• 83 Metascore
    • 100 Manohla Dargis
    Captain Phillips, a movie that insistently closes the distance between us and them, has a vital moral immediacy.
    • 87 Metascore
    • 100 Manohla Dargis
    A quietly rapturous film about love and redemption.
    • 94 Metascore
    • 100 Manohla Dargis
    A masterpiece about life, death and everything in between.
    • 92 Metascore
    • 100 Manohla Dargis
    Seemingly banal in its conceit, wildly startling in its execution, it tracks a film crew that, like a detective squad, investigates what became of an ordinary man.
    • 86 Metascore
    • 100 Manohla Dargis
    Barbara is a film about the old Germany from one of the best directors working in the new: Christian Petzold. For more than a decade Mr. Petzold has been making his mark on the international cinema scene with smart, tense films that resemble psychological thrillers, but are distinguished by their strange story turns, moral thorns, visual beauty and filmmaking intelligence.
    • 63 Metascore
    • 100 Manohla Dargis
    In Spring Breakers [Mr. Korine] bores into a contested, deeply American topic — the pursuit of happiness taken to nihilistic extremes — but turns his exploration into such a gonzo, outrageously funny party that it takes a while to appreciate that this is more of a horror film than a comedy.
    • 48 Metascore
    • 100 Manohla Dargis
    Mr. Scott’s seriousness isn’t always well served by the scripts he films, but in Mr. McCarthy he has found a partner with convictions about good and evil rather than canned formula.
    • 80 Metascore
    • 100 Manohla Dargis
    Like “The Shining” and its maze within a maze, Mr. Ascher’s movie is something of a labyrinth. Puzzling your way through its compilation of vaguely lucid and crackpot ideas is pleasurable though, for avid movie lovers, it may also feel like a warning.
    • 78 Metascore
    • 100 Manohla Dargis
    [Allen's] most sustained, satisfying and resonant film since “Match Point.”
    • 80 Metascore
    • 100 Manohla Dargis
    In Sweetgrass, a graceful and often moving meditation on a disappearing way of life, there is little here that is objective and much that is magnificent.
    • 91 Metascore
    • 100 Manohla Dargis
    Stories We Tell has a number of transparent virtues, including its humor and formal design, although its most admirable quality is the deep sense of personal ethics that frames Ms. Polley’s filmmaking choices.
    • 90 Metascore
    • 100 Manohla Dargis
    Mr. Bale, like some other stars who embrace playing ugly, feels as if he’d been liberated by all the pounds he’s packed on and by his character’s molting looks, an emancipation that’s most evident in his delicately intimate, moving moments with Ms. Adams and Ms. Lawrence.
    • 69 Metascore
    • 100 Manohla Dargis
    Life and death, nature and culture, sex and money, man and beast, God and the Devil — Post Tenebras Lux embraces the world even if it doesn’t open itself up to ready interpretation.
    • 78 Metascore
    • 100 Manohla Dargis
    Mr. Loznitsa doesn’t lighten the mood with any familiar filmmaking tricks: there are, for instance, no musical cues to guide you over the troubling or ambiguous passages. Like the characters, you work through each surprising turn.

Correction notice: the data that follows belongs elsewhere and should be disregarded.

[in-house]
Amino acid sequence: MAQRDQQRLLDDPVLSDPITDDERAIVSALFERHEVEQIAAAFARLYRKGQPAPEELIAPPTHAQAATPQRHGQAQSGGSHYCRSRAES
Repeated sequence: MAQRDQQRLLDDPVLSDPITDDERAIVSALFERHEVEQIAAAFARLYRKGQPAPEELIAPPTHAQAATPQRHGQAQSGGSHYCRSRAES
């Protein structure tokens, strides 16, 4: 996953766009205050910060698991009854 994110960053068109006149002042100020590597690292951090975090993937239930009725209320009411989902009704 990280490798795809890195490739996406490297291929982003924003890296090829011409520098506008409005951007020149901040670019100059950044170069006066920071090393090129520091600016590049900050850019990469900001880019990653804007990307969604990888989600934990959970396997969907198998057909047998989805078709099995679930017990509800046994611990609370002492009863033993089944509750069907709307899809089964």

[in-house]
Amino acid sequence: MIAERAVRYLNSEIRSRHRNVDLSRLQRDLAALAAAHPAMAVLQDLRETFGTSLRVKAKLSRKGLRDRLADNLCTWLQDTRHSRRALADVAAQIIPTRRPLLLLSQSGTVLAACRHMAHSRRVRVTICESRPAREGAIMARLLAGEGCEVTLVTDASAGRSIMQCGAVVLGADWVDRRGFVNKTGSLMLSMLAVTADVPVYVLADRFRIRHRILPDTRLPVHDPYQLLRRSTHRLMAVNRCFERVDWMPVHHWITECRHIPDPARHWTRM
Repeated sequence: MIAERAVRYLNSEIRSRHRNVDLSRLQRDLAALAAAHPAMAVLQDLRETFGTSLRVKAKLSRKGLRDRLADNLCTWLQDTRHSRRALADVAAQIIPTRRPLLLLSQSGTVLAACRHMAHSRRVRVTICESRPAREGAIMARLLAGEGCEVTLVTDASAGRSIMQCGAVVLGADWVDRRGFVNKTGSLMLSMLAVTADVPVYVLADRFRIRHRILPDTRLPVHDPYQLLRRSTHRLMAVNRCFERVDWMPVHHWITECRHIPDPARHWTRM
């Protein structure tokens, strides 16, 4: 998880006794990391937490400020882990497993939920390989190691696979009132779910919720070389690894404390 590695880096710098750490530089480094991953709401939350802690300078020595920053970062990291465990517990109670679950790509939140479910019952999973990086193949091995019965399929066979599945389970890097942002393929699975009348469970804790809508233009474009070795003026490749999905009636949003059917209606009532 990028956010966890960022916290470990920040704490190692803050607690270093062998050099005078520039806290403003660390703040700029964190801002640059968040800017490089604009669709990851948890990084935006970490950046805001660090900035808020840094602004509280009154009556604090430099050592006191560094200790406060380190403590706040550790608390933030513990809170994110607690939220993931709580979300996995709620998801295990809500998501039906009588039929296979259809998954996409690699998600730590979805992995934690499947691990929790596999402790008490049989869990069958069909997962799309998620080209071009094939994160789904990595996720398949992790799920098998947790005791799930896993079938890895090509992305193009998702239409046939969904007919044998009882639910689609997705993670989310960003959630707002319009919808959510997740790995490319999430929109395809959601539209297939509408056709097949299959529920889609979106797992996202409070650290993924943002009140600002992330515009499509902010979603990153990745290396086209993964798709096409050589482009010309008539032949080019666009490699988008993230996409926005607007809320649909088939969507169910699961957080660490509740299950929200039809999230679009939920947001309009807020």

• 90 Metascore
    • 100 Manohla Dargis
    Her
    At once a brilliant conceptual gag and a deeply sincere romance, Her is the unlikely yet completely plausible love story about a man, who sometimes resembles a machine, and an operating system, who very much suggests a living woman.
    • 86 Metascore
    • 100 Manohla Dargis
    A deliriously alive movie, The Great Beauty is the story of a man, a city, a country and a cinema, though not necessarily in that order.
    • 77 Metascore
    • 100 Manohla Dargis
    A blistering fictionalized tale straight out of China, A Touch of Sin is at once monumental and human scale.
    • 87 Metascore
    • 100 Manohla Dargis
    The audacity of The Missing Picture — a brilliant documentary about a child who held on to life in Cambodia’s killing fields — is equaled only by its soulfulness.
    • 86 Metascore
    • 100 Manohla Dargis
    The camerawork in Birdman is an astonishment, and an argument that everything flows together, which in this movie means the cinematography, the story, the people, even time and space.
    • 100 Metascore
    • 100 Manohla Dargis
    In Boyhood, Mr. Linklater’s masterpiece, he both captures moments in time and relinquishes them as he moves from year to year. He isn’t fighting time but embracing it in all its glorious and agonizingly fleeting beauty.
    • 76 Metascore
    • 100 Manohla Dargis
    Words do more than hurt, they also slash and burn in this sharp, dyspeptic, sometimes gaspingly funny exploration of art and life, men and women, being and nonbeing, and the power and limits of language.
    • 86 Metascore
    • 100 Manohla Dargis
    By focusing on such a narrow slice of Nepali life, Ms. Spray and Mr. Velez have ceded any totalizing claim on the truth and instead settled for a perfect incompleteness.
    • 79 Metascore
    • 100 Manohla Dargis
    In Policeman, Mr. Lapid, making an electrifying feature directing debut, traces the line between the group and the individual in a story that can be read as a commentary on the world as much as on Israel.
    • 82 Metascore
    • 100 Manohla Dargis
    In most movies, something happens; in Archipelago, many things happen, quietly yet meaningfully.
    • 83 Metascore
    • 90 Manohla Dargis
    Isn't just a pleasurable rethink of your geek uncle's favorite science-fiction series. It's also a testament to television's power as mythmaker, as a source for some of the fundamental stories we tell about ourselves, who we are and where we came from.